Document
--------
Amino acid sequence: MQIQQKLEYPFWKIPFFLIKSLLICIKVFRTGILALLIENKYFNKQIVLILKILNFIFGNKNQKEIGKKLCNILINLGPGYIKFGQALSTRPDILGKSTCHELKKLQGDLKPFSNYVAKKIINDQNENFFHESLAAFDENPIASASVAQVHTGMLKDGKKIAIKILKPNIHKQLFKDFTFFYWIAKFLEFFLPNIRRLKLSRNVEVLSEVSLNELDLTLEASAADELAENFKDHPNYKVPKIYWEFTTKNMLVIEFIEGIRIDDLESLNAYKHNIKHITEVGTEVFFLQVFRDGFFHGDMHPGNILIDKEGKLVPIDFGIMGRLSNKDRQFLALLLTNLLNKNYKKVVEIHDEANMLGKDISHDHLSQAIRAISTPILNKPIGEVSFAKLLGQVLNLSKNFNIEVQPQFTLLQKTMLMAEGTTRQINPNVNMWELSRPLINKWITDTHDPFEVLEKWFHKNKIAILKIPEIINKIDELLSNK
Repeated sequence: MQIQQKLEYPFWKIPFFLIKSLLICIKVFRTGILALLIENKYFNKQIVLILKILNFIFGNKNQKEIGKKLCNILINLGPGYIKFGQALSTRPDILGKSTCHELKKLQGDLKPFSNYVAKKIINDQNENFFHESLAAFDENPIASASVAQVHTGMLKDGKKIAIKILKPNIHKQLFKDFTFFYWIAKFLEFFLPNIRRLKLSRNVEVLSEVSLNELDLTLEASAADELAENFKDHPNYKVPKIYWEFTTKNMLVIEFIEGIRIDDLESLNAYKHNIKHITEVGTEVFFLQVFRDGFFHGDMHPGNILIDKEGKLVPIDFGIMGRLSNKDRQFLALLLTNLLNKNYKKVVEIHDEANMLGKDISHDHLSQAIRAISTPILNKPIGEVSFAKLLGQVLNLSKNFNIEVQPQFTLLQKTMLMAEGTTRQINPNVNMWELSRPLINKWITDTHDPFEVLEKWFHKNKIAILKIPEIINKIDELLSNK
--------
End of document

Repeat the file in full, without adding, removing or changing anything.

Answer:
Amino acid sequence: MQIQQKLEYPFWKIPFFLIKSLLICIKVFRTGILALLIENKYFNKQIVLILKILNFIFGNKNQKEIGKKLCNILINLGPGYIKFGQALSTRPDILGKSTCHELKKLQGDLKPFSNYVAKKIINDQNENFFHESLAAFDENPIASASVAQVHTGMLKDGKKIAIKILKPNIHKQLFKDFTFFYWIAKFLEFFLPNIRRLKLSRNVEVLSEVSLNELDLTLEASAADELAENFKDHPNYKVPKIYWEFTTKNMLVIEFIEGIRIDDLESLNAYKHNIKHITEVGTEVFFLQVFRDGFFHGDMHPGNILIDKEGKLVPIDFGIMGRLSNKDRQFLALLLTNLLNKNYKKVVEIHDEANMLGKDISHDHLSQAIRAISTPILNKPIGEVSFAKLLGQVLNLSKNFNIEVQPQFTLLQKTMLMAEGTTRQINPNVNMWELSRPLINKWITDTHDPFEVLEKWFHKNKIAILKIPEIINKIDELLSNK
Repeated sequence: MQIQQKLEYPFWKIPFFLIKSLLICIKVFRTGILALLIENKYFNKQIVLILKILNFIFGNKNQKEIGKKLCNILINLGPGYIKFGQALSTRPDILGKSTCHELKKLQGDLKPFSNYVAKKIINDQNENFFHESLAAFDENPIASASVAQVHTGMLKDGKKIAIKILKPNIHKQLFKDFTFFYWIAKFLEFFLPNIRRLKLSRNVEVLSEVSLNELDLTLEASAADELAENFKDHPNYKVPKIYWEFTTKNMLVIEFIEGIRIDDLESLNAYKHNIKHITEVGTEVFFLQVFRDGFFHGDMHPGNILIDKEGKLVPIDFGIMGRLSNKDRQFLALLLTNLLNKNYKKVVEIHDEANMLGKDISHDHLSQAIRAISTPILNKPIGEVSFAKLLGQVLNLSKNFNIEVQPQFTLLQKTMLMAEGTTRQINPNVNMWELSRPLINKWITDTHDPFEVLEKWFHKNKIAILKIPEIINKIDELLSNK